By conferring the highest civilian honor, the Bharat Ratna, on former Prime Minister A.B. Vajpayee and Pandit Madan Mohan Malaviya, who was president of the Indian National Congress more than once before Independence but was better known as the founder of the Banaras Hindu University, the country has recognized the contributions made by these leaders to public life and India’s political evolution.
The decision of the Bharatiya Janata Party government is also indicative of a certain resoluteness to emphasize its own political tradition – Mr. Vajpayee was the first BJP Prime Minister of India, for 13 days in 1996, and again, from 1998 to 2004; Malaviya was among the founding leaders of the Hindu Mahasabha in the early 20th century.
Mr. Vajpayee, now ailing, still retains appeal that cuts across political divisions because he was particularly mindful of seeking a larger consensus on national issues. As Prime Minister his tenure was eventful, marked by a war with Pakistan, a series of terror attacks including the hijacking of IC-814 and the Parliament attack, and India’s decision to go publicly nuclear. Through all this, Mr. Vajpayee’s statesmanship and his ability to demonstrate strength and large-heartedness simultaneously, only got better.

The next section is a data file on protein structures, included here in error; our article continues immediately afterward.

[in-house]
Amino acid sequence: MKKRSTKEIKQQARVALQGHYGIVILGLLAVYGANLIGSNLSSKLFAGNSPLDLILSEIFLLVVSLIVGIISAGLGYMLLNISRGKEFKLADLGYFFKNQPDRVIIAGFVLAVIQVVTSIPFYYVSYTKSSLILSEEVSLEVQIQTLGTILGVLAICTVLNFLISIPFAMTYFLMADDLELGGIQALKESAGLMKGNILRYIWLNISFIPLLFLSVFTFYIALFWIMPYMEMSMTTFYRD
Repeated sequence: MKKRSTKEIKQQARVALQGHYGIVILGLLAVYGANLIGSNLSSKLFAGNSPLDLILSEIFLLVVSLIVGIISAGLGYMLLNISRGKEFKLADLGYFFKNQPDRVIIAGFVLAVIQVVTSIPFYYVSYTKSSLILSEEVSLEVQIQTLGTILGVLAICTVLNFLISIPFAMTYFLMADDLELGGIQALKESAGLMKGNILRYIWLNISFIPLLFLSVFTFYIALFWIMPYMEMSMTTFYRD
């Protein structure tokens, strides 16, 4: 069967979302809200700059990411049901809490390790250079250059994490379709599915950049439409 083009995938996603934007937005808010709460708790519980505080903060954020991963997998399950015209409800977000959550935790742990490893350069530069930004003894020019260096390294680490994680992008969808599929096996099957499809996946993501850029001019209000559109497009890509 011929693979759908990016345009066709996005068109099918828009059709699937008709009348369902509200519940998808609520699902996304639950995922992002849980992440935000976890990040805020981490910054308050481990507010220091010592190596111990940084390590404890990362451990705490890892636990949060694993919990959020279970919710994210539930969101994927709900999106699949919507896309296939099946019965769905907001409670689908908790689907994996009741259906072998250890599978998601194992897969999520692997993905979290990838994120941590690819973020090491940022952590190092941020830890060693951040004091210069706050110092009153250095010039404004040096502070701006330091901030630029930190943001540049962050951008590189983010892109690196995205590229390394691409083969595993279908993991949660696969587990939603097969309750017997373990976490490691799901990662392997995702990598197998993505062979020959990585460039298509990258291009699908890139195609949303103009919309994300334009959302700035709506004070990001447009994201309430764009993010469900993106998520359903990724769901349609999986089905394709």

Freedom-fighter, journalist, educationist and social activist, Malaviya belonged to the Hindu nationalist stream within the Indian National Congress. He was fiercely opposed to Congress participation in the Khilafat movement and disfavored separate electorates for different communities proposed by the British government. An important figure in the Non-Cooperation Movement, he was a delegate in the First Round Table Conference in 1930. But Malaviya’s living legacy is the BHU that he founded in 1916 in the city of Varanasi with the help and support of Annie Besant.
Previous ‘Bharat Ratna’ awards have had their share of controversies, and accusations that many dispensations have used it to further their own political interests and negate those of opponents are not unfounded. The fact that Dr. B.R. Ambedkar was conferred the Bharat Ratna only in 1990 when a government in which his followers had influence was in power is a telling example. Historical figures often leave mixed and complex legacies, and Mr. Vajpayee and Malaviya are no exceptions.
Honoring a personality is not necessarily an endorsement of all of his politics, or being blind to his failures and shortcomings. It is also not about jettisoning disagreements in our public space. It would be unfortunate if the highest civilian award of the country becomes a matter of political disagreement rather than of collective celebration and endorsement of those who have contributed in significant measure to the making of India as a diverse and multifaceted nation. (The Hindu)